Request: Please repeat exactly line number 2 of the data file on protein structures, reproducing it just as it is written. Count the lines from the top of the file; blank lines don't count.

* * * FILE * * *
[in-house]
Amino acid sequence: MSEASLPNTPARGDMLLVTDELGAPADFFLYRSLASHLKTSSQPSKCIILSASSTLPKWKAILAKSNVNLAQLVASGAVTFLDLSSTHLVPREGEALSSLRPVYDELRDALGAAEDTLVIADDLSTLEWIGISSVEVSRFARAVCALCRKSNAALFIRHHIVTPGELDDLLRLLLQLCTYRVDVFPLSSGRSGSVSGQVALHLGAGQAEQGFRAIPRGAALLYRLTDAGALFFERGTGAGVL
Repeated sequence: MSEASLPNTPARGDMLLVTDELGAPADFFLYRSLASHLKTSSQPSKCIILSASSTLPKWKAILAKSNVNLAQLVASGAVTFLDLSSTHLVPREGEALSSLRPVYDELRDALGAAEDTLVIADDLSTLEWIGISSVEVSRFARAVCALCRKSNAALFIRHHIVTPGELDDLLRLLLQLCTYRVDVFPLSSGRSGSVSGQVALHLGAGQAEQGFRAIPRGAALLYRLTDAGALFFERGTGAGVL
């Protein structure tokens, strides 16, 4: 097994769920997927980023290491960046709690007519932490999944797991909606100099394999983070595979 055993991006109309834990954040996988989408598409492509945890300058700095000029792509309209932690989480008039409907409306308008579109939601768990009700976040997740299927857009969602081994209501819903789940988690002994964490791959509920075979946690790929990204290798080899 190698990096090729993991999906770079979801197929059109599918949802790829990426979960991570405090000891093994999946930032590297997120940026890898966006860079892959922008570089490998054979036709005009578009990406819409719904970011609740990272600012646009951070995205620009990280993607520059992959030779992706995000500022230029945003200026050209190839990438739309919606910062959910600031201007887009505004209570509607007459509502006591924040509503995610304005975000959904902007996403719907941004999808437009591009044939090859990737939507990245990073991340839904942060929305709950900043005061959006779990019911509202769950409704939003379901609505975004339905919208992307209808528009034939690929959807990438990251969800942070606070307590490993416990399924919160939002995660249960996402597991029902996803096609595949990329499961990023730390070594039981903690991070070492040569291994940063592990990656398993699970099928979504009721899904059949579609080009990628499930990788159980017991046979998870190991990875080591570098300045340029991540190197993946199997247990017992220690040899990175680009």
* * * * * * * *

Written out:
Amino acid sequence: MSEASLPNTPARGDMLLVTDELGAPADFFLYRSLASHLKTSSQPSKCIILSASSTLPKWKAILAKSNVNLAQLVASGAVTFLDLSSTHLVPREGEALSSLRPVYDELRDALGAAEDTLVIADDLSTLEWIGISSVEVSRFARAVCALCRKSNAALFIRHHIVTPGELDDLLRLLLQLCTYRVDVFPLSSGRSGSVSGQVALHLGAGQAEQGFRAIPRGAALLYRLTDAGALFFERGTGAGVL